anxiety is the most common mental illness in the United States, affecting approximately 18% of the adult population. People with anxiety struggle to find ways to cope with this debilitating illness, which is still misunderstood and trivialized by many. In this article, some suggestions for ways to combat anxiety symptoms are outlined.

Social engagement with the right kinds of people

Strong bonds with people who are supportive are crucial to battling anxiety.

It doesn’t take a rocket scientist to figure out that people with a solid, compassionate “team” behind them are more successful in maintaining psychological stability. On a biological level, communicating with those who make us feel valued and loved releases the hormones serotonin and oxytocin, which are “good feeling” hormones. And through socializing, the functioning of the prefrontal cortex of the brain is strengthened. This is the part of the brain that regulates our emotions and decision-making skills. So, we can literally change the chemistry of our brains and our ability to fight against anxious tendencies by spending time with good people.

It’s important that we’re spending time around those who influence us for good, though—not just those who influence us period.

Moods and habits are contagious between two or more people, and we can easily be affected negatively if we’re spending too much time around those who aren’t going to help us improve our lives.

Practice mindfulness

Mindfulness is the practice of focusing on the present moment, instead of looking back with regret or forward with fear.

This practice takes some time to develop and has to be something that you’re consciously working on because it’s human nature to mentally veer away from our current predicament. By practicing mindfulness regularly, we can improve the brain functions that help us to avoid overreacting in stressful situations. It doesn’t change the stressful situations we encounter, but it changes how we react to those stressors.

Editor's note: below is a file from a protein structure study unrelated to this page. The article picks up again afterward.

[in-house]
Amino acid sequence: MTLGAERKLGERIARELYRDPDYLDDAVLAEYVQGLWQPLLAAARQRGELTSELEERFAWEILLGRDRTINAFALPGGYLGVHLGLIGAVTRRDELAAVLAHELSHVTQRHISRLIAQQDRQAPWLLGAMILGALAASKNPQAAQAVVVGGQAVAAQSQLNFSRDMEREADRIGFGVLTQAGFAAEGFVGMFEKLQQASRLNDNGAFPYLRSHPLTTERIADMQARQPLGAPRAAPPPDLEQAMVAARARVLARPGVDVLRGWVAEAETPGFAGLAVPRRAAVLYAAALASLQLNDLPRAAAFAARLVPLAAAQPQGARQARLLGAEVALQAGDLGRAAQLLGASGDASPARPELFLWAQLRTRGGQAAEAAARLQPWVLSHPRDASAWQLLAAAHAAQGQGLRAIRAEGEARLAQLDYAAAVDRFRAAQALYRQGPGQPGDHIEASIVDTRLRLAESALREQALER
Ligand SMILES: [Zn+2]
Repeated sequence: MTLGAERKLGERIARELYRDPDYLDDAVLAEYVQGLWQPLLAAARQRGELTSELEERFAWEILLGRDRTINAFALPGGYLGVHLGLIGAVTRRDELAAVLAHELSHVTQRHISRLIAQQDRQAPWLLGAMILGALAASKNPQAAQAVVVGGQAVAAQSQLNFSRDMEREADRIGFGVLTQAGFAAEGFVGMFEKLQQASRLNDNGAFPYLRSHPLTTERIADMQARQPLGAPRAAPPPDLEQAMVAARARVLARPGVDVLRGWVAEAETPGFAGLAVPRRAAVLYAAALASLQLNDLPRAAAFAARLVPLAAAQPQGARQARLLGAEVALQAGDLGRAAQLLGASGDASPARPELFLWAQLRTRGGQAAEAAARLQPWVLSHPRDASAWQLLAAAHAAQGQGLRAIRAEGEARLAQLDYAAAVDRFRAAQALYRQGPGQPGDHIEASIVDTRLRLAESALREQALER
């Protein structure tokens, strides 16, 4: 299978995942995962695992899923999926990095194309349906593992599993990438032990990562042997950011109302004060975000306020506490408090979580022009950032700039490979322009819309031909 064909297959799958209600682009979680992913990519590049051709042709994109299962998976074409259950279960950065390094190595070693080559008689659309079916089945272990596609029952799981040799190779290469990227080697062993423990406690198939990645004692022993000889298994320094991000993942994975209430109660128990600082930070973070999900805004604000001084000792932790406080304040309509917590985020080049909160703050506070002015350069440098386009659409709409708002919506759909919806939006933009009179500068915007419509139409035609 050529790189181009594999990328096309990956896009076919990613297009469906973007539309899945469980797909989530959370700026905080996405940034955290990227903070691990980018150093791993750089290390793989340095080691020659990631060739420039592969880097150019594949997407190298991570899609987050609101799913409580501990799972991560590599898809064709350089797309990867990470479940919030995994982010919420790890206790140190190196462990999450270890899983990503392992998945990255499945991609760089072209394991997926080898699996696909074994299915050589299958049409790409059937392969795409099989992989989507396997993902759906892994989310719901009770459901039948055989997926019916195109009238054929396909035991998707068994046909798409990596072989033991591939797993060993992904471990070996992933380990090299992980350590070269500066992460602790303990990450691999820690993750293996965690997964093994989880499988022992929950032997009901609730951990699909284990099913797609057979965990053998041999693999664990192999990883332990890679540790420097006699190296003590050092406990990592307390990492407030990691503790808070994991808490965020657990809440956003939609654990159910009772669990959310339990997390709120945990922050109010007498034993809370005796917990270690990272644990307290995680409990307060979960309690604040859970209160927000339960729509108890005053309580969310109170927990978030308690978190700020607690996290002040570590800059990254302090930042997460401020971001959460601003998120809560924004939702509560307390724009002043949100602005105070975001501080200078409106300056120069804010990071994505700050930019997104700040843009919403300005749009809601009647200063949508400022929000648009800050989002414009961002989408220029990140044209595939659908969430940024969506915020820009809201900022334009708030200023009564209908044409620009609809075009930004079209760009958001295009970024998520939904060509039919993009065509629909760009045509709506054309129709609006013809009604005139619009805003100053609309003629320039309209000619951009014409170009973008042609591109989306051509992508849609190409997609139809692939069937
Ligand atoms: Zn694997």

Recognize who’s in control

Believing that we have no control over what happens to us is one of the biggest, most harmful causes of Stress-related anxiety. Of course, we can attempt to find ways to expand the control we have over certain aspects of our lives, but that might not be an option for some of our biggest stressors (family, work, school, etc.). One thing we do have control over is how we handle the stressful situations in our lives. Like mindfulness, this will take some conscious practice, but reminding ourselves of the control we have over our reactions to stress can help to ease the anxiety we feel. The human mind is a powerful thing!

One way we can take control is by learning to say no.

Many people who are “people pleasers” fight feelings of being overwhelmed by all the tasks required of them on any given day. Is there anything in your life that others have asked you to do, that you could stop doing? Do you really need to bring another plate of cookies to that bake sale, or be the one to make the flyer for this week’s staff meeting? Start saying no to the things that can add up and create more anxiety for you.

Create a vision board

Most anxiety is founded in the uncertainty of what lies ahead. Teenagers and young adults struggle with the stress of not knowing whether their career path will pan out, or with not having a career path at all.

Sometimes we need to set our goals in a physical, visible form to help ground us. Create a vision board that makes you excited for your future. Look at it regularly to remind yourself of what is possible.

Play and laugh

Allowing yourself time to goof around is vital! Get outside of your head by focusing on something easy like play. Whether that’s taking a dog for a walk, swinging at a park, or playing with a toddler, play can be a huge help. Play usually involves laughter, which is an immensely powerful weapon against stress and anxiety. Laughter brings more oxygen into your body and relieves tension because you’re relaxing your muscles, just to name a few physical side effects. Studies have even shown that laughter can, over time, improve your immune system.

Even if you’re just watching a funny cat video online, finding ways to bring more laughter into your life can really lower anxiety!

Help others

Another way to take your mind off of your own problems and benefit your community is to help others. Whether that’s volunteering at an animal shelter, working with a church group, or just doing a small kind thing for a stranger, seeing the battles that others are fighting can help put our own into perspective and actually make them feel smaller.